Social Media: Are we really socializing?

We can all admit it- we’ve been in a room full of people and haven’t said a single word to anyone. Instead, we’ve been on our phones; checking social media or playing a game. No one can deny the numerous benefits to instant knowledge that technology provides us with. But, when is enough, enough? Did Bill Gates or Steve Jobs foresee our society today as being dependent on our devices to the point where human interaction suffers? Today, anxiety disorders run rampant in emerging adults, being the second most reported psychological disability in this age group. (Vannucci, Flannery, Ohannessian, 2017) There seems to be a link between the use of social media and the rates of anxiety in our generation, and that is a problem. Social media allows us to connect with others, but is it really helping us become more social?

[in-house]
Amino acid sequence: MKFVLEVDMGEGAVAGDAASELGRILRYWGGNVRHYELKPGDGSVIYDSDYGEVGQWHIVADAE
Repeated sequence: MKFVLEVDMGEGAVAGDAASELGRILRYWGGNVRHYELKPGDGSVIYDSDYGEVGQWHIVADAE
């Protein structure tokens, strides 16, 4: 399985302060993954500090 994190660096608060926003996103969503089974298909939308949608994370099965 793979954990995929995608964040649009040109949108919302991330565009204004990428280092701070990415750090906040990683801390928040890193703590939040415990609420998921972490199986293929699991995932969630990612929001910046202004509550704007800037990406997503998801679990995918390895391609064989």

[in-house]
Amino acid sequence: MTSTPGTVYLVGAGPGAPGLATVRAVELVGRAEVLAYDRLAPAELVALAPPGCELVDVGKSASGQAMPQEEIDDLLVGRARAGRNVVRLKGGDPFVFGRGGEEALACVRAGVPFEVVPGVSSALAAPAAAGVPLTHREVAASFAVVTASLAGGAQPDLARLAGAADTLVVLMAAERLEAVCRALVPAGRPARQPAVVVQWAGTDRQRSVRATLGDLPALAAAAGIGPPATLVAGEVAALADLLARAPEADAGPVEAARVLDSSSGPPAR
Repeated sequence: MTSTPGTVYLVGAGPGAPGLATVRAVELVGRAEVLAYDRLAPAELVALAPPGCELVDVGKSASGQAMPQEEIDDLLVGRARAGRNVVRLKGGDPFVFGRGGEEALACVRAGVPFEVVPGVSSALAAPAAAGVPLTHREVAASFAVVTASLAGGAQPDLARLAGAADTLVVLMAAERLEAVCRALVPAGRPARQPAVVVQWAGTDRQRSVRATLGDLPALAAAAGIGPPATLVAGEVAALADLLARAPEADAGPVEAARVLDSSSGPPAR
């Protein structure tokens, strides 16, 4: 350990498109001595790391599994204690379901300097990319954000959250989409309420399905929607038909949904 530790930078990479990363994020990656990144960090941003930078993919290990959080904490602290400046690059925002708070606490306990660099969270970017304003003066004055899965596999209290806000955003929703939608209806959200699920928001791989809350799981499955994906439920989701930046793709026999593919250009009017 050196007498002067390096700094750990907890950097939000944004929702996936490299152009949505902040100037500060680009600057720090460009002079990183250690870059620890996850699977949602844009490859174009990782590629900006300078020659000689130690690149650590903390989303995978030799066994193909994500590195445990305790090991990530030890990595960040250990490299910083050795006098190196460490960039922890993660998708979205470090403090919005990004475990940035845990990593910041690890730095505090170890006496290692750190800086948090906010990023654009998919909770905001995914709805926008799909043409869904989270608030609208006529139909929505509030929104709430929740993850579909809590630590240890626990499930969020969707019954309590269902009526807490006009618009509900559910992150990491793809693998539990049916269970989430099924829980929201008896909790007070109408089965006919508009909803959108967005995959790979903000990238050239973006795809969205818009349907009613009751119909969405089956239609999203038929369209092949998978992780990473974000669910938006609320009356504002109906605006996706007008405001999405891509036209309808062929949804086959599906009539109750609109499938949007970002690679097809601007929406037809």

Social anxiety is a disorder marked in the DSM-IV that highlights “a persistent fear of one or more social or performance situations in which the person is exposed to unfamiliar people or possible scrutiny by others.” (Schneider, Gruman, Coutts, 2012) Social media may harbor a safe haven for people who struggle to interact with people in social situations. In fact, it may go as far as allowing persons with anxiety disorders to develop avoidant coping strategies and allow them to isolate themselves socially. (Vannucci, et al., 2017) Social media allows people to interact without the fear of face-to-face conversation and anticipated embarrassment (a hallmark of social anxiety disorders), but this also keeps their socialization limited to a phone or computer.